The tragic story of the pregnant elephant in Kerala who died after eating a pineapple stuffed with crackers sparked nationwide outrage last year. Whilst forest officials say it was most likely an unfortunate happenstance, they also conceded that the trap was probably laid by farmers who wanted to protect their crops from wild boar.
Human-wildlife conflict, in the context of agriculture, is a complex issue, as for many farmers the extent of crop loss that can be incurred by wildlife is significant enough to threaten their livelihood. On the other hand, incidents like these demonstrate the heartbreaking impact on wild animals and pose the question of whether it is necessary to resort to such extreme methods to protect crops from wildlife, as well as suggest a consideration of ethical methods that can be a viable alternative.
A local farmer who wishes to remain anonymous shared that he chooses not to use barbed wire fencing because it can hurt some animals. ‘It takes a little bit of work, but a well-designed fence can keep away animals without harming them,’ he says. This farmer, who has a five-acre farm of pepper, cardamom and a wide variety of fruit trees, installed a 2300-metre chain-link fence around his property to protect his crops. The fence stands seven feet above the ground and is placed one foot inside the ground (made by first digging a trench) with rocks lined along its inside. He says that this has been effective in keeping out porcupine, wild boar, sambar deer and gaur, whom he sees roaming around on the other side of the fence.
Patti Anne Tower, administrator of the Aeon Trust and Centre of Cosmology at Skambha Estate, suggested some effective strategies that have been employed with a significant degree of success. Skambha, which was founded in 1986 and used to be home to Caroselle Cheese until May 2018, now grows and sells a variety of organic greens and (more recently) butter beans. It is located close to Pethuparai, in a valley frequented by monkeys, birds, Indian bison, hares and elephants.
‘In the beginning, the only thing we could successfully grow was kale, because the monkeys would eat everything else,’ Patti shared. Through careful observation and consideration of the threats involved, Skambha has managed to overcome these challenges without resorting to means that harm wildlife.
One guiding principle Skambha has used is to design preventive methods specific to the wild animals. For example, the solar garden, which contains crops that require protection from monkeys, such as cucumber, capsicum and papaya, is completely covered by chicken mesh so that monkeys cannot get in from above, and it also has a solar electric fence all around it. Monkeys do not eat greens, hence the greens garden does not require overhead protection.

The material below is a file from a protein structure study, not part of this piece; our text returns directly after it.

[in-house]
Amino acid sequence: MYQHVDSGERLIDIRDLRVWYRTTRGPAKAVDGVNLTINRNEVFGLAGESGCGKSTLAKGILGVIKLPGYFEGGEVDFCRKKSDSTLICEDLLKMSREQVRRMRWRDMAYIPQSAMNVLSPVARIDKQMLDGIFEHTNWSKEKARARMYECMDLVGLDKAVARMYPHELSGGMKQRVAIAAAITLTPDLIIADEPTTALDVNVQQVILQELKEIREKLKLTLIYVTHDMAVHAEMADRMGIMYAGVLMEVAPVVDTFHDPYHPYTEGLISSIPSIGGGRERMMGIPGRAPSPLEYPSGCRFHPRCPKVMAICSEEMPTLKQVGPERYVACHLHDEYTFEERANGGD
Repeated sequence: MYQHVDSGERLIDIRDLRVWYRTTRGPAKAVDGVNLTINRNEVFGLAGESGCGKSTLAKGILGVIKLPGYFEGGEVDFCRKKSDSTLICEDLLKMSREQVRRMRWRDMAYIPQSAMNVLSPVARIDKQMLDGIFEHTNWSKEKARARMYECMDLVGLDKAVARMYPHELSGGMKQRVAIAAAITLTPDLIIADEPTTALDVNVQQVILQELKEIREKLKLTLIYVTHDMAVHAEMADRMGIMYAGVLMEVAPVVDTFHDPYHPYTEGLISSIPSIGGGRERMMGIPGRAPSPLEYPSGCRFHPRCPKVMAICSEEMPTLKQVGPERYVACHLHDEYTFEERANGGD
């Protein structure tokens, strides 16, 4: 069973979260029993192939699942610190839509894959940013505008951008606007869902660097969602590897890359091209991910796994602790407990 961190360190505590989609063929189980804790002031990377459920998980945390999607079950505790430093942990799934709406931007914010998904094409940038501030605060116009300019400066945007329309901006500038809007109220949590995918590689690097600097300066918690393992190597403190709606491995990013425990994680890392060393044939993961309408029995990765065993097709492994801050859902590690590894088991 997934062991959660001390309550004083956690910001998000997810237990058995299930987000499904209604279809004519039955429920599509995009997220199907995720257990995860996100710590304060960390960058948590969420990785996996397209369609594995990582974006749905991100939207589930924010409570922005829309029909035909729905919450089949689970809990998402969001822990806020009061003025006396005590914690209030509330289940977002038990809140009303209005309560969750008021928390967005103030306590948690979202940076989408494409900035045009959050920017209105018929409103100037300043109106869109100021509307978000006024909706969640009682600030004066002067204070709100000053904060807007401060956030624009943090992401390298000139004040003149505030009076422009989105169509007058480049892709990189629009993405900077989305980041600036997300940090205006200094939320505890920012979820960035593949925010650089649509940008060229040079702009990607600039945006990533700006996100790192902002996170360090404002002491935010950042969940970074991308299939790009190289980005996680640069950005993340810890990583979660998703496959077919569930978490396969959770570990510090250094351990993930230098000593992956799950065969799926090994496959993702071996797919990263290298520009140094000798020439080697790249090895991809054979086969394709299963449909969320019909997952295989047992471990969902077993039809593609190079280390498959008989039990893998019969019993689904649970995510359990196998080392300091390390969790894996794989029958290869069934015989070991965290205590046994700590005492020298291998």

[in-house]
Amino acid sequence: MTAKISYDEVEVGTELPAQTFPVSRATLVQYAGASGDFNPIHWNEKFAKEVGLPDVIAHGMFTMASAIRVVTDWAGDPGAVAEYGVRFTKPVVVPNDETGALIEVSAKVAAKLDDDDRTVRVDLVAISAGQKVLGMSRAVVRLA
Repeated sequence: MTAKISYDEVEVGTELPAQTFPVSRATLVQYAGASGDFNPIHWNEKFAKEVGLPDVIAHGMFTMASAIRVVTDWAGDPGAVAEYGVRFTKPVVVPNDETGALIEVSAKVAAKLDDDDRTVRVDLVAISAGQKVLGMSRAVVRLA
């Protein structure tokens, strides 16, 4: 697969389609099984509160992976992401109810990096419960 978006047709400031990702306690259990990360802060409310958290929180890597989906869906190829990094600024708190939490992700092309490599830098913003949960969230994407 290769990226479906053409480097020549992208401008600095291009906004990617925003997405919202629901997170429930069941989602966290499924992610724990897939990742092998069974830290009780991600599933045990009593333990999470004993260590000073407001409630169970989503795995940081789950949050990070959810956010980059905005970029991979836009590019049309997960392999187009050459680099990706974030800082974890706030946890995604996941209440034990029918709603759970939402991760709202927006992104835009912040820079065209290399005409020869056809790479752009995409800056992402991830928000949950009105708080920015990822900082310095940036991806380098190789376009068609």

The greens garden, which used to be a baby cow’s paddock and therefore had a chain-link fence in place already, was reinforced with cement sheets to keep out wild hares. Patti says this has been effective in keeping out wild boar too. She also feels that having other areas where wild boar can root around without disturbing crops helps satisfy their appetites whilst keeping crops safe.
This is a concept explored in permaculture, a design- and systems-based approach to sustainable farming and living in which areas within a piece of land are divided into ‘zones’, according to their use and the frequency with which they are visited. Often the outer zones are designated ‘wild’ areas to provide sustenance for wildlife. The proposed logic behind this is that allowing for a wild space, where nature is left to its own devices, will reap benefits for the rest of the land. Some of these benefits include integrated pest management (natural predators keeping pest populations in check), wild weed species bringing mineral and nutrient balances to the soil, increased microbial and fungal diversity in the soil, an increase in populations of pollinators, natural fertiliser from the dung of wild animals (elephants, gaur and different species of deer) to enrich the soil, as well as creating spaces that draw wild animals away from the areas you would like to protect.
Patti recounts how elephants used to regularly pass through the agro paddock at Skambha. This was left fallow and allowed to grow wild for three years after Skambha sold their cows. To redirect the elephants, they put up a living fence around it. The elephants continued to pass through Skambha’s property, but instead of knocking down the fence (which would have been easy for them to do) they re-routed to pass through without disturbing the agro paddock, allowing Skambha to grow butter beans there.